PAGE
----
Increasing Endurance

Discussion in 'Trumpet Discussion' started by [email protected], Dec 9, 2009.

  1. GoodMusic@PA

    [email protected] Piano User

    Aug 7, 2008
    I'm just wondering if they're any good exercises to increase endurance. It just seems that I have a very hard time getting through long passages (even if the notes are not that high). I don't know if it's me, or my instrument, but there are times when I wonder if trumpet is right for me.
    I know practicing a lot can help but that doesn't work. I can't practice for 1 hour continuously. Does anybody have any advice for me?
    Thank you.:-)
  2. Peter McNeill

    Peter McNeill Utimate User

    Jan 30, 2009
    Melbourne Australia
    More practice,
    long tones, lip slurs. More practice...
  3. wilcox96

    wilcox96 Mezzo Piano User

    Oct 31, 2005
    charlotte nc
    It actually sounds like yours may be more of a "wind" problem. Because you are running out of wind...or perhaps more accurately, wind control/compression... it becomes a domino effect. Work on things to increase your wind control...and duration...and you will probably see an increase in endurance.

    I will also say that - practicing for an hour solid may not be your answer either. Perhaps you should practice an hour of actual playing time... but over the course of "2" hours. (example). Maybe you are defeating yourself by trying to cram a bunch of things into that hour - that ends up inaccurately exposing your endurance issues. (does that make sense?).. Maybe you are better off than you think...but are just practicing too much without a break. ?? Build slowly over long periods... build up..not tear down.

    Best of luck...
  4. RB-R37297

    RB-R37297 Pianissimo User

    Mar 12, 2009
    Winnipeg, Manitoba
    In addition to what everyone else has said, back off on the pressure as much as you possibly can. Experiment with how little pressure you can use while still getting a good sound out of the trumpet. I think it's possible you might be using a little too much pressure if you're struggling to get through long passages.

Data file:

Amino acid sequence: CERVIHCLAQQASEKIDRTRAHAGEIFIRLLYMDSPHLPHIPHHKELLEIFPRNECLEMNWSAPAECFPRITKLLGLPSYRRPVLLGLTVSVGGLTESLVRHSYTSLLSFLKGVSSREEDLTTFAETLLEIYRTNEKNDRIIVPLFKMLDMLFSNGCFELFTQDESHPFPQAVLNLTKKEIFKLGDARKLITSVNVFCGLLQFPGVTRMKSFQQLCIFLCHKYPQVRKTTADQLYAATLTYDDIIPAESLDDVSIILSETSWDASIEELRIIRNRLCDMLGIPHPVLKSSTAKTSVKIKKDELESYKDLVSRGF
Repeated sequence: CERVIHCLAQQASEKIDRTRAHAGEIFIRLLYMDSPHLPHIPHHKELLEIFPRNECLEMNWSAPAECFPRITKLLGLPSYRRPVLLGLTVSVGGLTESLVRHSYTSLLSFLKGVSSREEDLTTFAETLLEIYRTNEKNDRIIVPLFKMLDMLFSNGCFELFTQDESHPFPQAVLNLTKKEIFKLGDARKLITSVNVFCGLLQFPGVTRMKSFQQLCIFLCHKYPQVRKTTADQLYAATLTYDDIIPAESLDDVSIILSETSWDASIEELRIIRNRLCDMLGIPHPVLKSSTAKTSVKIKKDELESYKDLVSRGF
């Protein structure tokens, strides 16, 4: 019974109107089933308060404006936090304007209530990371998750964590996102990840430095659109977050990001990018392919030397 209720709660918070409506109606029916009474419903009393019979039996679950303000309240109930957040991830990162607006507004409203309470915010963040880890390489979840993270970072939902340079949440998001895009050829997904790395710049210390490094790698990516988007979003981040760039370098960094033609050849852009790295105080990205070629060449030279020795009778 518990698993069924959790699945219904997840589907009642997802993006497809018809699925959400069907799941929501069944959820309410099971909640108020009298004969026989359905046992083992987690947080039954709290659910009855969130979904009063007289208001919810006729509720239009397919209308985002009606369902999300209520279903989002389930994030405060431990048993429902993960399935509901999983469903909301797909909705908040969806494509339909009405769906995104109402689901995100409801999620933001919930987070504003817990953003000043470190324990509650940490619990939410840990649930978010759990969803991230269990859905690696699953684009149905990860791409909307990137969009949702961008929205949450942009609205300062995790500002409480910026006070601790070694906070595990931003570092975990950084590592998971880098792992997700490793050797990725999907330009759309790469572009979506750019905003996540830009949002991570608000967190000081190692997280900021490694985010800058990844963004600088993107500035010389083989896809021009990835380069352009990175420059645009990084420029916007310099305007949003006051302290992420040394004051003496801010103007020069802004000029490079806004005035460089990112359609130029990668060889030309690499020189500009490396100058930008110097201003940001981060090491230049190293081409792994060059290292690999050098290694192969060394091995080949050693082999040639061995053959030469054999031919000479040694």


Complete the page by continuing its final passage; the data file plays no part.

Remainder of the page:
5. rowuk

    rowuk Moderator Staff Member

    Jun 18, 2006
    My advice is to get a teacher. Obviously you are not doing something right. We can guess all sorts of stuff and through "suggestive" powers create a reality that is not true. At best, we just give you tons of things to worry about.

    What needs to be right? Breathing, body use, sound concept, mix of exercizes, an otherwise fulfilling life. That's all that there is.
  6. ChaseFan

    ChaseFan Banned

    Mar 25, 2008
    This probably doesn't apply to you,
    but it might,
    so I'll mention it.

    The muscles of the embouchure must obey the same rules of biology as the other muscles of the body.

    If you have any health problems, whether they be from poor nutrition or disease or lack of sleep, that weaken the other muscles of your body, then those health problems will also affect your embouchure muscles.

    I have a health problem that affects the strength of all the muscles throughout my body, fluctuating wildly from day to day.
    If I have a bad day that weakens my arms and legs, then it will also weaken my embouchure.

    So, in addition to plenty of practice (several short practice sessions are better than one long one, upstream embouchures need more frequent rest than downstream embouchures), get plenty of sleep, eat right, see a doctor for health problems, and get enough exercise such as walking for the rest of your body.
  7. mchs3d

    mchs3d Mezzo Forte User

    Sep 30, 2005
    Provo, UT
    I read in an interview with Bud Herseth that he practices 45 minutes at a time. I think that is a healthy amount to do. If 1 hour straight is tiring you out, try taking ten minute breaks here and there. Rest is very important.
  8. GoodMusic@PA

    [email protected] Piano User

    Aug 7, 2008
    Thanks for all of the advice so far.
    And as for rowuk's advice, I do have a teacher, I just wanted to see what other people thought about my problem.
    Honestly, I don't really know if I'm using too much pressure, I hear that when you use a lot of pressure, you get a "ring", but I have never had that before....:dontknow:
    But I experimented one time to see if me using too much pressure was tiring me out. So I played with my trumpet with very little pressure (played some low easy songs) but I got tired faster. It felt like the trumpet was running away from my face and I was chasing it. Maybe it was more tiring because I only tried it once, but any other thoughts on this?
  9. gsmonks

    gsmonks Piano User

    How long do you play every day? You may want to get a book of vocalises and play them every day. To start off pick vocalises that are in your medium range. They are the best thing I know of for developing endurance. If you're not used to playing them, you'll really feel it, right from the get-go. Select a bunch you like and start transposing them up a semitone at a time, for developing range + endurance. They're a staple for many soprano and piccolo trumpet players, and for many a soprano cornet player who plays in a brass band.
  10. rowuk

    rowuk Moderator Staff Member

    Jun 18, 2006
    A student/teacher relationship should be one of trust, common goals and support. There is nobody that knows your playing better than your teacher. You coming for advice from people that don't even know you, have never heard you play and perhaps have more problems than you do isn't really productive in your case.

    What does your teacher say? If your teacher is good, why aren't you getting better, or are you a student that goes for lessons and knows everything better - because you read it on the internet? What is really going on with you? What did your teacher say?

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